Could a permanent housing roundtable offer solutions to the housing crisis in BC?
During a recent Surrey Board of Trade event, Housing Crisis Solutions, BCREA’s Senior VP of Policy Research and Advocacy, Trevor Hargreaves called on Premier Eby and Honourable Ravi Kahlon, Minister of Housing, to create a permanent housing roundtable to address the ongoing housing crisis in BC.
Hargreaves insists it is essential that the provincial government convenes a permanent housing roundtable, bringing together representatives of federal, provincial, municipal, and Indigenous government authorities, along with builders, boards of trade, real estate professionals, market rental housing providers, non-market housing organizations, and civil society organizations.
A coalition including the Aboriginal Housing Management Association, Active Manufactured Home Owners Society, Appraisal Institute of BC, BC Non-Profit Housing Association, BC Real Estate Association (BCREA), Canadian Mortgage Brokers Association – BC, LandlordBC, Mortgage and Title Insurance Industry Association of Canada, Small Housing BC, and the Surrey Board of Trade can be counted as supporting stakeholders.
“First off, I want to commend the provincial government for showing a great willingness to implement change and tackle BC’s housing issues head-on,” Hargreaves says of the Homes for People plan announced in mid-April.
However, Hargreaves says what’s lacking here isn’t new ideas, but a cohesive process.
“We are asking the provincial government for increased consultation,” says Hargreaves. “One of the main strengths of our ask is the diversity of the groups signed on. It really speaks to the over-all sectoral desire for a more careful process in developing housing policy.”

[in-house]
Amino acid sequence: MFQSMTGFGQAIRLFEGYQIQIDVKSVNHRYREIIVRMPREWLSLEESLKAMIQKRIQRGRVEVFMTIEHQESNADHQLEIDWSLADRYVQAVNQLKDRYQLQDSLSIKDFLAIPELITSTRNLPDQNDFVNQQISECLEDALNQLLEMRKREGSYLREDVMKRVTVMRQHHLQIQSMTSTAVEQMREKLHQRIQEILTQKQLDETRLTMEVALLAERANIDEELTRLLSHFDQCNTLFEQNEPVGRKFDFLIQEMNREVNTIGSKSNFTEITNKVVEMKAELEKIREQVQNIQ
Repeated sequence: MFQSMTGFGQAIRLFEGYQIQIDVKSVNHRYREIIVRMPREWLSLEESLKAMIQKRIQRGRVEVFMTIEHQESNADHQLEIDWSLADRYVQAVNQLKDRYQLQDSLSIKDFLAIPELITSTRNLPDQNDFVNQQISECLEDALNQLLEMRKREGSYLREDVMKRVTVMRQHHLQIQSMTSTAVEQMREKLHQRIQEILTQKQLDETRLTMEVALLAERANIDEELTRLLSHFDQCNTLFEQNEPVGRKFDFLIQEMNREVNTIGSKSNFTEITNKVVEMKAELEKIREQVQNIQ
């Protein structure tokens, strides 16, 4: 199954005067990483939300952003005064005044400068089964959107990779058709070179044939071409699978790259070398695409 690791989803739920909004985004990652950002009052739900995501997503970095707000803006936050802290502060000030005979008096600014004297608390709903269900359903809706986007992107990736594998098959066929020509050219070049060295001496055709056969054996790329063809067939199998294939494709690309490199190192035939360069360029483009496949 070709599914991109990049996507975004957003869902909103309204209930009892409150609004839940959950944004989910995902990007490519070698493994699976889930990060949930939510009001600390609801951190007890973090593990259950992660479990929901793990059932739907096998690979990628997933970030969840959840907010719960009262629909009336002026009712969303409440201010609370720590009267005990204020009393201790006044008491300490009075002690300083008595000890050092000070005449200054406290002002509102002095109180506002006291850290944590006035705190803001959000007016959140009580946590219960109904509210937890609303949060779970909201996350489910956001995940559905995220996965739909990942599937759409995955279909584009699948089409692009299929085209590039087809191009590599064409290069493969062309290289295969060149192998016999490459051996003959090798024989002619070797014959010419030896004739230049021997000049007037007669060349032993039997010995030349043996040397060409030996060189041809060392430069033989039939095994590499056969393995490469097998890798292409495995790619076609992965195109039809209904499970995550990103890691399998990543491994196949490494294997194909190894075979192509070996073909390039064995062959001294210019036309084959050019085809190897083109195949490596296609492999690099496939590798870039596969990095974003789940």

The housing crisis is very real.
The Canadian Mortgage Housing Corporation (CMHC) estimates the industry would need to build 570,000 units by 2030 to get affordability back in line (or about 80,000 per year, when they have never completed more than 43,000 in a year).
“While we do have a record number of units under construction and housing starts are strong, we are already seeing completions start to slow, which means getting those units to market is going to take longer,” he adds. “The total inventory of homes for sale, both resale and new is about half of what it was 10 years ago.”
David Hutniak, CEO at LandlordBC, agrees that the current process of development for new housing policy is often inconsistent and ad hoc.
“There is a significant need for a more collaborative, multi-stakeholder process to identify the obstacles to housing attainability and the factors limiting supply across the housing spectrum,” says Hutniak. “Achieving more attainable housing for British Columbians requires a robust and coordinated effort between different levels of government, in close collaboration with market and non-market housing stakeholders. On-the-ground real estate expertise is underutilized in the policy process.”
The question on everyone’s mind.
How would the roundtable effectively assist in the process?
Both insist the roundtable’s purpose will be to involve British Columbian housing stakeholders and build upon previous examples of well-researched work and successful sectoral consultation conducted by the provincial government.
Setting the table.
By collaborating with those on the frontlines of the housing challenges - builders, REALTORS®, mortgage brokers, market rental housing providers, and non-market housing providers - the provincial government will be privy to a primary source of data on housing attainability across the housing spectrum, providing on-the-ground knowledge to identify where and to what degree challenges exist in their community.
“Why not get 40 minds together from various housing sectors to provide feedback on their provincial policies,” asks Hargreaves. “This should be at the top of the government’s agenda. Ideally, we would love to put this roundtable together within the next six months.”
As such, Hutniak says the roundtable should focus on how best to implement the “Development Approvals Process Review” and the “Canada-British Columbia Expert Panel on the Future of Housing Supply and Affordability” final report recommendations. While the roundtable should consider increasing access to housing for all British Columbians, it should give special attention to the most at-need groups, such as persons with disabilities, underhoused individuals, and Indigenous communities.
“We urge the government to employ the expertise available in the province’s housing stakeholders to help guide the creation and implementation of efficient and effective housing policy,” says Hutniak.